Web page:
1963 - TORNADO IN ST. MARY'S.
St. Mary's, Pa. (UPI) - The two men pulled their car off the highway to watch the storm clouds gather.
"Suddenly we saw the twister," explained Tom Hauber. "It looked to be about 15 feet wide at the bottom and about 100 feet across the top. It lasted about 5 to 10 minutes, tearing up everything in its path."
Hauber, a radio announcer, and John Mishock, an engineer, were returning to their studio Tuesday when a tornado bore down on this small northwestern Pennsylvania community, causing more than $1 million damage.
The twister damaged between 100 and 150 homes and garages, including 20 trailer homes, turned a moving tractor-trailer around in the air four times, splintered countless utility poles, downed power lines and uprooted trees.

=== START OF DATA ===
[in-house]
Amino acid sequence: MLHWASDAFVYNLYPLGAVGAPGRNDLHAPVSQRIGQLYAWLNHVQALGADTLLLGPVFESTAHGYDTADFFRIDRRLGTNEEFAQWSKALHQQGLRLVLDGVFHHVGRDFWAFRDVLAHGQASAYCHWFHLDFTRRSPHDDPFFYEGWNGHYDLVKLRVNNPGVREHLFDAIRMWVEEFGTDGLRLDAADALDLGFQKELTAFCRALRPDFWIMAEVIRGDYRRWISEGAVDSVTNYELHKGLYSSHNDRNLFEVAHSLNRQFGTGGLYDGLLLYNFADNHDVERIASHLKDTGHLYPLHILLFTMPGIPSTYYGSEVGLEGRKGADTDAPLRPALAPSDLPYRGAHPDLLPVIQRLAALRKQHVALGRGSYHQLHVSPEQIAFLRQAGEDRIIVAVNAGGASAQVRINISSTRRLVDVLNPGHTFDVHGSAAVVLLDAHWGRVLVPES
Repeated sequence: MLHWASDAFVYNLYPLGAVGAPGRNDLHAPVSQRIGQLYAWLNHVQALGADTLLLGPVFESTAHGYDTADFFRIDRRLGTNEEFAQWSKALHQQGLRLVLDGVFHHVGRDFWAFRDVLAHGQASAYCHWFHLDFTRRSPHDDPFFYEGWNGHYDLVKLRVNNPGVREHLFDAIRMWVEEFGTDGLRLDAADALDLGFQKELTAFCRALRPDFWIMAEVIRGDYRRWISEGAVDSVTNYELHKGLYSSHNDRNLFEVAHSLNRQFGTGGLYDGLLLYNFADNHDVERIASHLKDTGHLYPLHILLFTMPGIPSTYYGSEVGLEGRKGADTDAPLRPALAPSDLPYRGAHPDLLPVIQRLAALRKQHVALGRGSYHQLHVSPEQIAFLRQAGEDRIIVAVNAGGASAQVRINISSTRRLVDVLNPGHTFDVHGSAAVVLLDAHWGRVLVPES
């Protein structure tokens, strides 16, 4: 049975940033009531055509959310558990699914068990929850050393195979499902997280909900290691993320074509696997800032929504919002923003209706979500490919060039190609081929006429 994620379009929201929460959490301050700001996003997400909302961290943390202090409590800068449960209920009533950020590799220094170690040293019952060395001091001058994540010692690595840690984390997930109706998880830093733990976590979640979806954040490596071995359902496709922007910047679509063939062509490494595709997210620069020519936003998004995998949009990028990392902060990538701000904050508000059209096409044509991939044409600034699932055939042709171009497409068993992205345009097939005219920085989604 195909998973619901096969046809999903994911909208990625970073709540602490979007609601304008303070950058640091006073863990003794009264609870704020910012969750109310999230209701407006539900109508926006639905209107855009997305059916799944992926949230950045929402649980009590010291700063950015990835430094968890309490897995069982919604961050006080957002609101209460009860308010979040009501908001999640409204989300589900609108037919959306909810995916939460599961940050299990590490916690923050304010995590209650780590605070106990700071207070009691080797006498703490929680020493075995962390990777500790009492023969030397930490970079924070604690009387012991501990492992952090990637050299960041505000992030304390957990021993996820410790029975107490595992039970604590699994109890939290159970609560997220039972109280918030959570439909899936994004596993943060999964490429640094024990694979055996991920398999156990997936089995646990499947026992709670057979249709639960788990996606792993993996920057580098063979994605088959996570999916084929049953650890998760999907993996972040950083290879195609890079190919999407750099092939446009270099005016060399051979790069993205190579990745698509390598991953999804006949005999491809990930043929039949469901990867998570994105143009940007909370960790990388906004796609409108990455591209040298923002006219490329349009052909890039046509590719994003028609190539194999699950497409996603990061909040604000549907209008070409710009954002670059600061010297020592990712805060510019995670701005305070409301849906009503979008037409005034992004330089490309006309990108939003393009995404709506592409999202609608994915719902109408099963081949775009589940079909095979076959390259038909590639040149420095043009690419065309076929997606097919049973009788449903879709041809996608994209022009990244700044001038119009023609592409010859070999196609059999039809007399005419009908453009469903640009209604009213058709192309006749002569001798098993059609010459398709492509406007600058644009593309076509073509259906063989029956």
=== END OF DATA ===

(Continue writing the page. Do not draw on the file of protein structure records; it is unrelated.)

Less than 20 persons required hospital treatment. Only four were hospitalized, the most serious suffering from a fractured leg.
"Fortunately," said State Police Sgt. Joseph Hugar, "the kids were in school, the men were working and the mothers were indoors because of the rain. Otherwise there's no telling how many would have been hurt or killed."
The tornado struck at about 2:30 p.m. EDT. Schools in St. Mary's are dismissed at 3 p.m. EDT and most industries end their working day at 3:30 p.m. EDT.
The capricious twister erupted in a heavy rainstorm near the state police barracks outside Ridgeway, 11 miles west of here.
Trooper Leslie Stilwell was one of the first to sight the funnel. He said it churned across the Clarion River, carrying a quantity of water, skirted the barracks and roared onto the highway where it bounced several moving cars into the air. Trees in the area were uprooted and Stilwell said they were stacked 10 feet high.
Then, Stilwell said, the tornado boiled across mountainous timberland toward St. Mary's cutting a huge swath on its way.
The Valley Independent
September 4, 1963
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